Stroke: Post-Stroke Complications

Sometimes patients may experience problems or complications after stroke. Learn what can happen after a stroke, and measures for early detection, prevention and treatment.

Patients may continue to experience some symptoms and problems after a stroke. Medical complications after stroke may be managed, especially if detected and treated early. 


This permanent shortening or a muscle or joint causes the limbs to become fixed in a certain position. Contractures usually occur due to brain damage and irreversible contraction and fibrosis of the muscles.


Swallowing impairment can sometimes result in food or fluids entering the lungs, leading to pneumonia. 

Poor hygiene care of the genital area may also cause urinary tract infection.

Related: Urinary Incontinence

Pressure Sores

The constant pressure over certain body parts from reduced mobility may cause the skin over that area to break down.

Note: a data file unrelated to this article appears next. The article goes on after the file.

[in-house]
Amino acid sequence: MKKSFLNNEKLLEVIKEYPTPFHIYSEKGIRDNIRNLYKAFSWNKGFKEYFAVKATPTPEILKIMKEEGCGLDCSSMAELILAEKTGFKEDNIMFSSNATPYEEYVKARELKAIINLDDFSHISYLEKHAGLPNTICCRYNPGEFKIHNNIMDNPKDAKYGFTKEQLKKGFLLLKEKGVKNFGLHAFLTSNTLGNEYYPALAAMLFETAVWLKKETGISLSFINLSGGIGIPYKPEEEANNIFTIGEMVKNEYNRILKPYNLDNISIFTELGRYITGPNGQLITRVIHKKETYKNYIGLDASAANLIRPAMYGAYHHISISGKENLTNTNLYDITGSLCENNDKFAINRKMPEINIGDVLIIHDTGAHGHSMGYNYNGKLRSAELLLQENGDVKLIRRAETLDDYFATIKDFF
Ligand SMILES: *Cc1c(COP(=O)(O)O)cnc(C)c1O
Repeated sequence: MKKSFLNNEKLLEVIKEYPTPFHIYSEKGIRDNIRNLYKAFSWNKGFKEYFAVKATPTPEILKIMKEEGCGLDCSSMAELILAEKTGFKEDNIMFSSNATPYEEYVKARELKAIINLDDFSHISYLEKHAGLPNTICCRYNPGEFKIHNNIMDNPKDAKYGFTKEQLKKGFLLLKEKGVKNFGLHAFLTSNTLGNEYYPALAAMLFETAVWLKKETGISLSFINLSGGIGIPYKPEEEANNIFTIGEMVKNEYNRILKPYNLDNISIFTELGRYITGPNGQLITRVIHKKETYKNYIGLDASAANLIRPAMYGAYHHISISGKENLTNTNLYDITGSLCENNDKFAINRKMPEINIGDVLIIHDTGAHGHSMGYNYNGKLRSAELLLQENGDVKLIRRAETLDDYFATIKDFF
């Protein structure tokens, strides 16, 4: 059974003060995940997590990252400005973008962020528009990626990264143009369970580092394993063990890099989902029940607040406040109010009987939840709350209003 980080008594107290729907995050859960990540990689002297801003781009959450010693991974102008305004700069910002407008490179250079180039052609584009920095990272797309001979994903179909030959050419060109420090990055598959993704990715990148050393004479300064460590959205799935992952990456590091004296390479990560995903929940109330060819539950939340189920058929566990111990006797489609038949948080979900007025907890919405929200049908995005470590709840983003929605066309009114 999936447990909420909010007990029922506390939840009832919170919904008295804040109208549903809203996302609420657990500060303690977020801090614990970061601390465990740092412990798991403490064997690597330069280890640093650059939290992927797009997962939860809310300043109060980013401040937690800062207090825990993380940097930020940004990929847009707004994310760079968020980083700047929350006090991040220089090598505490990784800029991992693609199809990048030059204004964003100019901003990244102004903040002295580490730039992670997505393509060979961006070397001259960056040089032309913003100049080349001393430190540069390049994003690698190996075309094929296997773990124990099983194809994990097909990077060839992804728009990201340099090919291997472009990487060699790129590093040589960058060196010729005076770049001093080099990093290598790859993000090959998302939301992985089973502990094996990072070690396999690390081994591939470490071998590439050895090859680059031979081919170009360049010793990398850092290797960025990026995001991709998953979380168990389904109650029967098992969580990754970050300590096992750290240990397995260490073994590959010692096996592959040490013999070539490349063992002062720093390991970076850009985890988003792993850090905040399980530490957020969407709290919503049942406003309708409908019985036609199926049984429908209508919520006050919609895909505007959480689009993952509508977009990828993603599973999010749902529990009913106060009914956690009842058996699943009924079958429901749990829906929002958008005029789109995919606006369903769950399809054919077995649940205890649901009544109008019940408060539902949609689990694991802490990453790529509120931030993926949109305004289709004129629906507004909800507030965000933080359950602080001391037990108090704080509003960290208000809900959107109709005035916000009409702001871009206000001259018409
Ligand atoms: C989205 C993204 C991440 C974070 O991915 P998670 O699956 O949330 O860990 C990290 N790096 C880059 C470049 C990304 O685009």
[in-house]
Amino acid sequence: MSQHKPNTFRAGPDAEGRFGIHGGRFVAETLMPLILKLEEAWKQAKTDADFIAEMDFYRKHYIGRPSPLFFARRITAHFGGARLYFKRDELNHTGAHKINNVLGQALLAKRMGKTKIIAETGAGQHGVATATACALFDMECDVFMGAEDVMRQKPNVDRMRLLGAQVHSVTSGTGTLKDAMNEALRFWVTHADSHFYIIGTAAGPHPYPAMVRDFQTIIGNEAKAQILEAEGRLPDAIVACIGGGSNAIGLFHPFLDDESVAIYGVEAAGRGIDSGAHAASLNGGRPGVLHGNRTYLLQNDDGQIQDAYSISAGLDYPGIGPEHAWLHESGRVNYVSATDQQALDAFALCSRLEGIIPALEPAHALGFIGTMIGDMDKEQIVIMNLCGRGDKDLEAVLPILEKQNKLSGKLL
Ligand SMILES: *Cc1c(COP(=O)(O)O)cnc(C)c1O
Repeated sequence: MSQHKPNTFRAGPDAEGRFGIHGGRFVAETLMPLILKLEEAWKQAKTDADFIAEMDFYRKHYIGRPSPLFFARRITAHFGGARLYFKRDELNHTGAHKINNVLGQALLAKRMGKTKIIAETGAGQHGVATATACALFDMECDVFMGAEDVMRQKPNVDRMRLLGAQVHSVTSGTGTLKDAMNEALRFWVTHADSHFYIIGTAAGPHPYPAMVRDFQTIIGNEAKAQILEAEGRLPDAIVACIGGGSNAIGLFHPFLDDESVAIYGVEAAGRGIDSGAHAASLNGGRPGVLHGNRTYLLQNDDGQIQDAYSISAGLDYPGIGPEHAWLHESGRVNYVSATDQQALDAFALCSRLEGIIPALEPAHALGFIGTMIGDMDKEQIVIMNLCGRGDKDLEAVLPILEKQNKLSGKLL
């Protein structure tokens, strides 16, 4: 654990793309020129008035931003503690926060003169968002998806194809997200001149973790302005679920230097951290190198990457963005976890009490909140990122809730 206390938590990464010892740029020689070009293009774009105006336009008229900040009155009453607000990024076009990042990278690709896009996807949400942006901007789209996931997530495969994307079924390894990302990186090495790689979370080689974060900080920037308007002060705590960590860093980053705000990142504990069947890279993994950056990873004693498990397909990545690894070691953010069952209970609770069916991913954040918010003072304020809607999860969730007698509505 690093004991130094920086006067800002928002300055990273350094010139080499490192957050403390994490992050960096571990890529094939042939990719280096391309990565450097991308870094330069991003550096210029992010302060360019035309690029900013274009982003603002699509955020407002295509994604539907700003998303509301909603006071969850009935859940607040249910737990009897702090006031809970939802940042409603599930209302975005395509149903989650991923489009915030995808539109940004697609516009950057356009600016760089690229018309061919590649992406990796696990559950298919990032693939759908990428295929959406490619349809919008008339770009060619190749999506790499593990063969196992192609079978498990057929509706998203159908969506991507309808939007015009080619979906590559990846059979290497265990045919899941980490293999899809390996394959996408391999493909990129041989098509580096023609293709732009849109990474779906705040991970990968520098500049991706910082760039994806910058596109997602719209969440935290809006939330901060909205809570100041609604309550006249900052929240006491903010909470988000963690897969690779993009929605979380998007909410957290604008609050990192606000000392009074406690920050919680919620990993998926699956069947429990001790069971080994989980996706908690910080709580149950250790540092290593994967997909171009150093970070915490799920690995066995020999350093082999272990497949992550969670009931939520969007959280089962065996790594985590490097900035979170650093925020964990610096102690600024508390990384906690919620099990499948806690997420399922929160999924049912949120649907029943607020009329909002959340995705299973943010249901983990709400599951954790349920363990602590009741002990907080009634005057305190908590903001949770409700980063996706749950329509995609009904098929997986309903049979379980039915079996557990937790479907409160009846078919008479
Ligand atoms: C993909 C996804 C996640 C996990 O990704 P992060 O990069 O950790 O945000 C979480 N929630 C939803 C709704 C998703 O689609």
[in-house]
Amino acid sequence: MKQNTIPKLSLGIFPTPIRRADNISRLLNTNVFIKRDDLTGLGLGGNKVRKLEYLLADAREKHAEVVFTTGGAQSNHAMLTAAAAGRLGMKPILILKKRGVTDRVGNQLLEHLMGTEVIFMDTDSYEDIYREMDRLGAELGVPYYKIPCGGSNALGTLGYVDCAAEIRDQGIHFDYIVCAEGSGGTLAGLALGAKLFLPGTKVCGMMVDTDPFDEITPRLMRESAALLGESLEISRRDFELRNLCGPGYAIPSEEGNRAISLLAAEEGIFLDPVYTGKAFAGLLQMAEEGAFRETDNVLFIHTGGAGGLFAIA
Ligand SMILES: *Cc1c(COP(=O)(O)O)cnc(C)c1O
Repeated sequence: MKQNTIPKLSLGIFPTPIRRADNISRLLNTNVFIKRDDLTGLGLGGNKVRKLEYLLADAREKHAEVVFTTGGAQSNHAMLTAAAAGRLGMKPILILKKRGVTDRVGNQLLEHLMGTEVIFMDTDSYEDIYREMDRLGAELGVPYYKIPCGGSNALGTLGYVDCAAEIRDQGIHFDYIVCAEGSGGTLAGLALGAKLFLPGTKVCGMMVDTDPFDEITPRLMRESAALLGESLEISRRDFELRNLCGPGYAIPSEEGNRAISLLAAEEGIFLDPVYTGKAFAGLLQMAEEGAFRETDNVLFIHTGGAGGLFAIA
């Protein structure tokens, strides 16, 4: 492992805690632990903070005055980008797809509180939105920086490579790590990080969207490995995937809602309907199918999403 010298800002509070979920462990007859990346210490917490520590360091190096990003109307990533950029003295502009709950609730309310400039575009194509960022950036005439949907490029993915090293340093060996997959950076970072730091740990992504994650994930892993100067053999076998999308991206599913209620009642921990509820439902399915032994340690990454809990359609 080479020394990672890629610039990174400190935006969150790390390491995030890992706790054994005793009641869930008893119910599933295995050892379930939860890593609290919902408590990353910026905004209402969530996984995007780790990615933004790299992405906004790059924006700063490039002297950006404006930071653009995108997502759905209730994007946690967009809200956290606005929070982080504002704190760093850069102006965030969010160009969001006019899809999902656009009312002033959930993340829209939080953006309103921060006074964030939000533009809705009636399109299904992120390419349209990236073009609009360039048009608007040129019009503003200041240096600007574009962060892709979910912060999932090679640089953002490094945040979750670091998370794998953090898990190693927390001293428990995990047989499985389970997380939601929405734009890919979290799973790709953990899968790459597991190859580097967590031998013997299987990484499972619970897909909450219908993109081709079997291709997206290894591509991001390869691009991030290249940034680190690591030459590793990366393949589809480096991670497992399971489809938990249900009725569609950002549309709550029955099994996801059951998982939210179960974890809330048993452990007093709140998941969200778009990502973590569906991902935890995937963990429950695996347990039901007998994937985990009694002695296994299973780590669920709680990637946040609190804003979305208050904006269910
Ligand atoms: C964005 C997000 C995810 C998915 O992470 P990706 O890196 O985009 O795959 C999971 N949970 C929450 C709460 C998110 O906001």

Related: Don’t Let The Sores Grow on You

Deep Vein Thrombosis (DVT)

Formation of blood clots in veins of the legs may occur because of reduced mobility after stroke.

Related: Deep Vein Thrombosis

Muscle Spasticity

Muscle spasticity after stroke may cause your muscle to become tense and contract abnormally leading to pain.


Damaged brain cells from stroke may lead to abnormal electrical activity in the brain causing convulsions.

Related: Epilepsy

Shoulder Subluxation

Subluxation is the partial dislocation of a joint. It may occur when there is a lack of support in an arm due to weakness. The hanging of the affected arm pulls the arm from the shoulder at the joint.

Life After Having A Stroke:


Stroke After-effects
Stroke After-effects

What happens to your body after a stroke?

Stroke Services Improvement Team

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Myopia (Nearsightedness)

A person with myopia, or nearsightedness, can see close objects clearly but distant objects appear blurred.

Health Promotion Board

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Whooping cough (pertussis)
Whooping Cough: Treatment and Prevention

Characterised by severe coughing spells that end in a "whooping" sound when the person inhales, pertussis, more commonly known as whooping cough, is a highly contagious and deadly respiratory infection.

Health Promotion Board

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